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Flexible depth Swales and TEFA

 
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I was thinking about Swales in general, and had some thoughts about how to build in a little more flexibility in a swale system. Traditional Swales are a ditch on contour with an uncompacted berm on the downhill side. The swale follows the contour, and thus has a consistent depth all along its span.

What about making a swale that didn't Always follow the contour, but would go on and off contour, up and down a few feet, making high and low points in the ditch of the swale. The berm, however, would have a consistent level, so that any heavy precipitation would still overflow though a sill rather than overtopping and eroding the swale.

This approach to building would allow for implementing Paul's thoughts on tefa- having more microclimates and dry and wet spots within the swale, as well as allowing for some artistic expression- rather than being constrained to contour, you can define shapes that you wouldn't otherwise be able to create.

Call it an flexible depth swale, or a TEFA swale, or a hybrid swaledam.

Anybody have any experience with this, or thoughts?
 
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Location: Kansas Zone 6a
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nathan luedtke wrote:I was thinking about Swales in general, and had some thoughts about how to build in a little more flexibility in a swale system. Traditional Swales are a ditch on contour with an uncompacted berm on the downhill side. The swale follows the contour, and thus has a consistent depth all along its span.

What about making a swale that didn't Always follow the contour, but would go on and off contour, up and down a few feet, making high and low points in the ditch of the swale. The berm, however, would have a consistent level, so that any heavy precipitation would still overflow though a sill rather than overtopping and eroding the swale.

This approach to building would allow for implementing Paul's thoughts on tefa- having more microclimates and dry and wet spots within the swale, as well as allowing for some artistic expression- rather than being constrained to contour, you can define shapes that you wouldn't otherwise be able to create.

Call it an flexible depth swale, or a TEFA swale, or a hybrid swaledam.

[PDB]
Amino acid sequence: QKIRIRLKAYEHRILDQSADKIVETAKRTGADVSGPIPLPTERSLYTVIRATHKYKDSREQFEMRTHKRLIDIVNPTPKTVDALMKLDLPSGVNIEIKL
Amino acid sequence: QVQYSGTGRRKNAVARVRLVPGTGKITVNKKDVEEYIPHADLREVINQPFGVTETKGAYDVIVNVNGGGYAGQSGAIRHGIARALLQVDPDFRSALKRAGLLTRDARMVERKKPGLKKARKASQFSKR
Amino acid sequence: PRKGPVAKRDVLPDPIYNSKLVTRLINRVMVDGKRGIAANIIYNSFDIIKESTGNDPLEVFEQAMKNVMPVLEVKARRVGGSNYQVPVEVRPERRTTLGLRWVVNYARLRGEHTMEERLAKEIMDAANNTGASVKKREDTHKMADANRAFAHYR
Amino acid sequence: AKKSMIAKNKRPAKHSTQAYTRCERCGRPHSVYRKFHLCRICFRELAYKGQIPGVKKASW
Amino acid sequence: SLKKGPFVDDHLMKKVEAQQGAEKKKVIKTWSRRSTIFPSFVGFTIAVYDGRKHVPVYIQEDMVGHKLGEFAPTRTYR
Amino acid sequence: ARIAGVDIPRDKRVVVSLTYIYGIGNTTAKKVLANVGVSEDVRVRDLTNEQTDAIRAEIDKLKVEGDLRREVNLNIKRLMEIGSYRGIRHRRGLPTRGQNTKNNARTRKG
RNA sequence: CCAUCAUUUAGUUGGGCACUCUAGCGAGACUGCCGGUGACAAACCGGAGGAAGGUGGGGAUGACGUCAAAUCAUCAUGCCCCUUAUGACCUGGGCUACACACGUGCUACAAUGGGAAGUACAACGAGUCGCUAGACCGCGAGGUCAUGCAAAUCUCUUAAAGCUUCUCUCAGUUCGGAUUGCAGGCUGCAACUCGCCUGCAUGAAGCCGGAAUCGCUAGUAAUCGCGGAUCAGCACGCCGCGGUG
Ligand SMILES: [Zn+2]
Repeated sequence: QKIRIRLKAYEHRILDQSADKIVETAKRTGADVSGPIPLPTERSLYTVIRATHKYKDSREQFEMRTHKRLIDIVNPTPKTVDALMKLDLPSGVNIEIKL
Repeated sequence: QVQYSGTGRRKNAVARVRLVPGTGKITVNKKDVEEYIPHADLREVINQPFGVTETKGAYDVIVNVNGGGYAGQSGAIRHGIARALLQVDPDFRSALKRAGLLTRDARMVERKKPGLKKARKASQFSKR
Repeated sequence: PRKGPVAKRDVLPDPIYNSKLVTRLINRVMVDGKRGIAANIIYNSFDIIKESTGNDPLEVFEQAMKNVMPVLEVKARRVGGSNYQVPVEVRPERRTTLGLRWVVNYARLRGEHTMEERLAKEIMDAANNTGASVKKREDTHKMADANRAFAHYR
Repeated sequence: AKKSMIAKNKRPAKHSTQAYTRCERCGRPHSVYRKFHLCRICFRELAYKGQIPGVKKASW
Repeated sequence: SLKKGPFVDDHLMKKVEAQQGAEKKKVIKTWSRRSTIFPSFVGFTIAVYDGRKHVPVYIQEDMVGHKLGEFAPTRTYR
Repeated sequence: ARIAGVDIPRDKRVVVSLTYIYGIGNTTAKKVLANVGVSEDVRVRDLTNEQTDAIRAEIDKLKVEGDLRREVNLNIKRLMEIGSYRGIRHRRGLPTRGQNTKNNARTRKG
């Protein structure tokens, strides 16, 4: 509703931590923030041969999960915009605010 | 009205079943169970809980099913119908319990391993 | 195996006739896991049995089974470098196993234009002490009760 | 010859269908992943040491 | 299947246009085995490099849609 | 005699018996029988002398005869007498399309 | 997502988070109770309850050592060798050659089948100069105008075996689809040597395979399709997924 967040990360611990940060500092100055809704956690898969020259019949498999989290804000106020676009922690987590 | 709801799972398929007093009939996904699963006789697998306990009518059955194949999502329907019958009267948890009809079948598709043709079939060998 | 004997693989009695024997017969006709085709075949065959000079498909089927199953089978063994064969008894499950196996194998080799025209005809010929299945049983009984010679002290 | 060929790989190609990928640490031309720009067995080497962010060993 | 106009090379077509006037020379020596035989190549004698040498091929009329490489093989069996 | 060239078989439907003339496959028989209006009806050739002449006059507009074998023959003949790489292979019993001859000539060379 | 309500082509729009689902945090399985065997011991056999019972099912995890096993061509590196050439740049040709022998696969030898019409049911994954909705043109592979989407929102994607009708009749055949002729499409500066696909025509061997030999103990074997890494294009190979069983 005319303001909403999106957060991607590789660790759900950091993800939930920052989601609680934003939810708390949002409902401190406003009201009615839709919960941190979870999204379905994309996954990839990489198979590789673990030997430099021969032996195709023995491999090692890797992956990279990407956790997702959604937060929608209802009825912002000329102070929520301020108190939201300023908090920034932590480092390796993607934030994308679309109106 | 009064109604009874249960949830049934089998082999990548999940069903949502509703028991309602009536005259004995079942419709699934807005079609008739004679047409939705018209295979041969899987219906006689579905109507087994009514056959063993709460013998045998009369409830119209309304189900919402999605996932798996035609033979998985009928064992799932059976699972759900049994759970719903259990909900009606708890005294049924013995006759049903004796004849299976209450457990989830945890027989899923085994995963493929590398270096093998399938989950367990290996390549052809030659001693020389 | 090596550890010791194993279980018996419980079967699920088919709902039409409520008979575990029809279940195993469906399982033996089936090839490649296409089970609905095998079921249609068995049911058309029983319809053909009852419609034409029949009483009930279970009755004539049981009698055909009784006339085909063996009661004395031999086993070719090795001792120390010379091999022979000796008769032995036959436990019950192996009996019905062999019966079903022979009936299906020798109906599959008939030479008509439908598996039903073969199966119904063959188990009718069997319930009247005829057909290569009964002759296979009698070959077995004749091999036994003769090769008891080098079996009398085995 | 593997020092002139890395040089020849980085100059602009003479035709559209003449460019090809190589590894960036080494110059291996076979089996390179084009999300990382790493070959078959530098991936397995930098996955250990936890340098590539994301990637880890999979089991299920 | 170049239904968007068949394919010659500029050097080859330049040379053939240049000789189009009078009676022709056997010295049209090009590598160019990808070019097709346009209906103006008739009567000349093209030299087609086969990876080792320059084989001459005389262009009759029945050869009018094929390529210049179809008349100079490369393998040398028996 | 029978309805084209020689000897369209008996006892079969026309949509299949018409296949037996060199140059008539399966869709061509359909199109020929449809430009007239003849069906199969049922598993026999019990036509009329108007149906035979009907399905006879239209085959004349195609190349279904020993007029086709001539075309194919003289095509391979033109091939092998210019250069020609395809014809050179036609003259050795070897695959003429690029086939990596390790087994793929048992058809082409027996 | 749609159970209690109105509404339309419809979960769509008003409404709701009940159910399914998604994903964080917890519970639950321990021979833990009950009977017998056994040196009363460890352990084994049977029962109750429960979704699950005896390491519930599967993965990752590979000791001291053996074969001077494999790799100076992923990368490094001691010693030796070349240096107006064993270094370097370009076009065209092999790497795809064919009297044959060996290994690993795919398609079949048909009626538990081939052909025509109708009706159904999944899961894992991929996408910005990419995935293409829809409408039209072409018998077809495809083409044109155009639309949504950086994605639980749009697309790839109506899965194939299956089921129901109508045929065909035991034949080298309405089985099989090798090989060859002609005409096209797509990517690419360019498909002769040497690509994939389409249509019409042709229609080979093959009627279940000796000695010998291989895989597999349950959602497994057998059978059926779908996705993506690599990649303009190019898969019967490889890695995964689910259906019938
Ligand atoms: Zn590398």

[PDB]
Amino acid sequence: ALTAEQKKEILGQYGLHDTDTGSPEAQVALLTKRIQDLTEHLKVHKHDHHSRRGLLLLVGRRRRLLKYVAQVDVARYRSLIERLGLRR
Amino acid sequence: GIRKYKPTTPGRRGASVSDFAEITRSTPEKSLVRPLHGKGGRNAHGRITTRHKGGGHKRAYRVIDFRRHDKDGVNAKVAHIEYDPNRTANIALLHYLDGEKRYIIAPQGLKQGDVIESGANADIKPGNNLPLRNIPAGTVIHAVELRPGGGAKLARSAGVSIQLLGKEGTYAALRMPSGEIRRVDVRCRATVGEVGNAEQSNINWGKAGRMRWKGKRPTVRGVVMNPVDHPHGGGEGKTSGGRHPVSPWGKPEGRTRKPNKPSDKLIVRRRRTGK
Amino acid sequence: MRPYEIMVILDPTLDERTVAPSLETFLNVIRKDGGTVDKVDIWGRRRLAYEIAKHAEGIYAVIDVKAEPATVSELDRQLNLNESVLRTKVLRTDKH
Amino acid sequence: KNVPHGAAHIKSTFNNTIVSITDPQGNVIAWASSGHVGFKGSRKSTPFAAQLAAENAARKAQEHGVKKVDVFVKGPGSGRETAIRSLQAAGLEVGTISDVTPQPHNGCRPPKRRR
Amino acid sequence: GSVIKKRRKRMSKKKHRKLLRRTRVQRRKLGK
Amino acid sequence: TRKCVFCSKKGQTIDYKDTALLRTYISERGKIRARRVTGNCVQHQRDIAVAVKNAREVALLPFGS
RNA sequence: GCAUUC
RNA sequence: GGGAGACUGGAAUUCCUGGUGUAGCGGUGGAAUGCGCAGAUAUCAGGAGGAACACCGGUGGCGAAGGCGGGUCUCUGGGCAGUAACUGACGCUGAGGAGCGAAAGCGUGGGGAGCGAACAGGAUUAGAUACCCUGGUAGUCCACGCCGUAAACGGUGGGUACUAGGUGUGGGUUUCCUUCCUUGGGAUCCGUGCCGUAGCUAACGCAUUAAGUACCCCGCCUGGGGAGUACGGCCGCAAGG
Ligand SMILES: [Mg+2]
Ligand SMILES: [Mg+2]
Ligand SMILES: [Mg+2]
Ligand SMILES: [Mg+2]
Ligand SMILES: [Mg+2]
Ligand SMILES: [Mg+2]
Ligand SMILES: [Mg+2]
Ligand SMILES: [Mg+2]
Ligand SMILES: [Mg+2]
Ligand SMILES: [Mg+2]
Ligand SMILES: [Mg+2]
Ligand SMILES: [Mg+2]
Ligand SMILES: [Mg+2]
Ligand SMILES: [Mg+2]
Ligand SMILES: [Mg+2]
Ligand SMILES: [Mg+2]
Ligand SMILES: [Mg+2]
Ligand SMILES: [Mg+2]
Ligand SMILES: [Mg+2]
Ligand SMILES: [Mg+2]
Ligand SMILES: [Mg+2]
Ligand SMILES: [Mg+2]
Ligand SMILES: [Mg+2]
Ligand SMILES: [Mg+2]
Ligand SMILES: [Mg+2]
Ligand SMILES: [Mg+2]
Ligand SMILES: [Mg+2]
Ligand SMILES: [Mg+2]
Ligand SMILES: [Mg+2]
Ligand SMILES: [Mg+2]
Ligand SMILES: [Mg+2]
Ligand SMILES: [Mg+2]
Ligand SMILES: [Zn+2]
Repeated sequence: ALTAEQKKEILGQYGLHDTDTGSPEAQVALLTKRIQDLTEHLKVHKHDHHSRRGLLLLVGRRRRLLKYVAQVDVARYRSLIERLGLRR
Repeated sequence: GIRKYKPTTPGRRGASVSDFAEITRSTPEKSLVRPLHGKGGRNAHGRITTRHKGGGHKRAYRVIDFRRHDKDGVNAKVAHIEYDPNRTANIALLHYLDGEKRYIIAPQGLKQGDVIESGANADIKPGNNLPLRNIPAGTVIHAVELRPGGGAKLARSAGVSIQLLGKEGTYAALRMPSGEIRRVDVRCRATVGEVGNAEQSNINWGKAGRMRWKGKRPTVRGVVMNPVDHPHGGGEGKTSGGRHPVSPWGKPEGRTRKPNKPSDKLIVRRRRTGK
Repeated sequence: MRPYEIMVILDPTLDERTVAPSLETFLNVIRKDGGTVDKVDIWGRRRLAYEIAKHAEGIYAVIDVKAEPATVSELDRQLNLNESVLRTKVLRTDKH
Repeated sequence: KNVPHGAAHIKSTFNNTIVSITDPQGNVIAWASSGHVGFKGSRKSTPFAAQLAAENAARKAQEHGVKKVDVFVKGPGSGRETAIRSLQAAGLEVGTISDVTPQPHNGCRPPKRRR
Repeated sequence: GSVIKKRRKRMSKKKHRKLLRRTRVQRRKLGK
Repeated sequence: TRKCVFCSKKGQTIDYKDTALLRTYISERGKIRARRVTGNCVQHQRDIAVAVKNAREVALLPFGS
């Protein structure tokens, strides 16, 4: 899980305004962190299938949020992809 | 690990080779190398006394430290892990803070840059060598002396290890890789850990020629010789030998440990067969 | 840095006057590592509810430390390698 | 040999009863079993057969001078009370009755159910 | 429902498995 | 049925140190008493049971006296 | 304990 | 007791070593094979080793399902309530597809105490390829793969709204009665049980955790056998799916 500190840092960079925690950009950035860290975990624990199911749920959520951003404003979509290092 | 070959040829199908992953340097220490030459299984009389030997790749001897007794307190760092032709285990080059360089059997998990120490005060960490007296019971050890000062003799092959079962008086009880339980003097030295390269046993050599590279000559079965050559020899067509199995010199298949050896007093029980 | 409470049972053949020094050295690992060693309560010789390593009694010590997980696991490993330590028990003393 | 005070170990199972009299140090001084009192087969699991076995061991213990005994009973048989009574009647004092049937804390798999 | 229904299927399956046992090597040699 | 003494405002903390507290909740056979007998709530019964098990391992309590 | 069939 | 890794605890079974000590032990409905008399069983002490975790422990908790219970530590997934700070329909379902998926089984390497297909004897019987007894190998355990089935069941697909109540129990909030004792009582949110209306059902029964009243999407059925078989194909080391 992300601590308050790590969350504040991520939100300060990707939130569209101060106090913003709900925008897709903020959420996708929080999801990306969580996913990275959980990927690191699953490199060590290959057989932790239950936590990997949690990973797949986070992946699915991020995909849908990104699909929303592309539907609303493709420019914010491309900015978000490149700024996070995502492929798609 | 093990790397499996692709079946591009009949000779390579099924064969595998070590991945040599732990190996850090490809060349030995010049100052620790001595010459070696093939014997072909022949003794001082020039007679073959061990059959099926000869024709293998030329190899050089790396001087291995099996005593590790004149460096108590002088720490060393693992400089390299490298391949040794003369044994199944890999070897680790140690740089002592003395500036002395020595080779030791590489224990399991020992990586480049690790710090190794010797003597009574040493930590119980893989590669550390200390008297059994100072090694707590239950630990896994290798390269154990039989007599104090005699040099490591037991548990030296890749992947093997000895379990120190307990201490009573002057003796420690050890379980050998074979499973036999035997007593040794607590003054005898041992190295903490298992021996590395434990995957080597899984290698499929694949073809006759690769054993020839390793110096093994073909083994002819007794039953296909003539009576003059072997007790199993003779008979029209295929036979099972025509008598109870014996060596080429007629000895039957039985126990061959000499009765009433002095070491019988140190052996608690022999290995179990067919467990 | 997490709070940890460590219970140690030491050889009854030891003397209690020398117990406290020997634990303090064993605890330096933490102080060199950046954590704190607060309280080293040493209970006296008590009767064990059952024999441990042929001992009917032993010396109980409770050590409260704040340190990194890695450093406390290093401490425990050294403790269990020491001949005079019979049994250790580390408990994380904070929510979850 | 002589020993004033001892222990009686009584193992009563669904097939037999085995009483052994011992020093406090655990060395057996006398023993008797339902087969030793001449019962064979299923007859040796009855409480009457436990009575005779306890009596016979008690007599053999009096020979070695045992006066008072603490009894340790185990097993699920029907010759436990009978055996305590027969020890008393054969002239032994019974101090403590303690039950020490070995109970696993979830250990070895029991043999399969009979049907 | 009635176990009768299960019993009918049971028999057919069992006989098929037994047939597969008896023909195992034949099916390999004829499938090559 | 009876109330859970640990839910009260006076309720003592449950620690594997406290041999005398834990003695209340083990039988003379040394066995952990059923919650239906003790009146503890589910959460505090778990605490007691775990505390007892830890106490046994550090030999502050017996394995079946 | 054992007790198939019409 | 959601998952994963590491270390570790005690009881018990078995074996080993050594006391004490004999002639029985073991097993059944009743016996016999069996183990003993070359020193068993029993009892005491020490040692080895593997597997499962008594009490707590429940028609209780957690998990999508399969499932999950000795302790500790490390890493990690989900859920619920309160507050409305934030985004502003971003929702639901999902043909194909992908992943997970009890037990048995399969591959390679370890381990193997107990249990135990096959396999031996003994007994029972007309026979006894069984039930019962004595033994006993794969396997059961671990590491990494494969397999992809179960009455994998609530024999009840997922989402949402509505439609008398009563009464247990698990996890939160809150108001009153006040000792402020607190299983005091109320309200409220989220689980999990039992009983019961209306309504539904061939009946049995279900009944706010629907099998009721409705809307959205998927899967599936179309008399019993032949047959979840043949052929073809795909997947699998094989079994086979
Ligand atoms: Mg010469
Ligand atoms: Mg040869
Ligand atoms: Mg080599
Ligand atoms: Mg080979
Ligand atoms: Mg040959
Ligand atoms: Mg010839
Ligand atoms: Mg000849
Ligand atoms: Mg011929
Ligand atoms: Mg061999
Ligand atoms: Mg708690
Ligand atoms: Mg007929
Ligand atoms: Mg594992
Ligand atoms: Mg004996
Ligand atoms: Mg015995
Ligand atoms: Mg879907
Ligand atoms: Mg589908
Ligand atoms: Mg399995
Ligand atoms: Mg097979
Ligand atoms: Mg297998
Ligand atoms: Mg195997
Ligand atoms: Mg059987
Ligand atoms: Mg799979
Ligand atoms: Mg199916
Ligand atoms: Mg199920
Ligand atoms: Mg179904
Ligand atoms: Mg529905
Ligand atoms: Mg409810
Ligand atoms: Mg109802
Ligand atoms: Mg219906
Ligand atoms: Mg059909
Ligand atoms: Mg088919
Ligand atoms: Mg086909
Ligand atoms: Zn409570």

Anybody have any experience with this, or thoughts?



I think you need to have the downhill edge and base of the berm on-contour but you can easily make deeper wider spots in the ditch--micro ponds.

 
steward
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I've done a lot of digging over the last year and have tried some of what you are talking about. All of my swales are on contour but the height of the berm and the depth vary quite a bit. When they fill there are deep spots and shallow spots. In some places the water comes closer to the top of the berm and in others it's much lower. Also I've varied the width of the berms from a 3 feet wide to 8 feet wide. Gravity pretty much dictated that for me. This has an effect on how quickly the water seeps through the berm (thinner areas get waterlogged faster). In some places the berms have a lot of wood in them. In other places it's almost all clay and stones. Basically, it's a lot of different variables all allowing for different niches to be created. For the most part I'm pleased with the results of my efforts. This is the first growing year for this system so I'll have more info in the fall but so far I can already see differences in the growth of my cover crops. There's also some variance in the species of critters in various areas. Anyway, I would encourage you to try all sorts of variations. The worst that can happen is the berm blowing out, but that can be fixed easily enough.
Best of luck
 
steward
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I have been wondering if you could direct extra water to thirstier plants this way . Acacia and wolfberry at the shallower end , plum and comfrey at the deeper end ?
 
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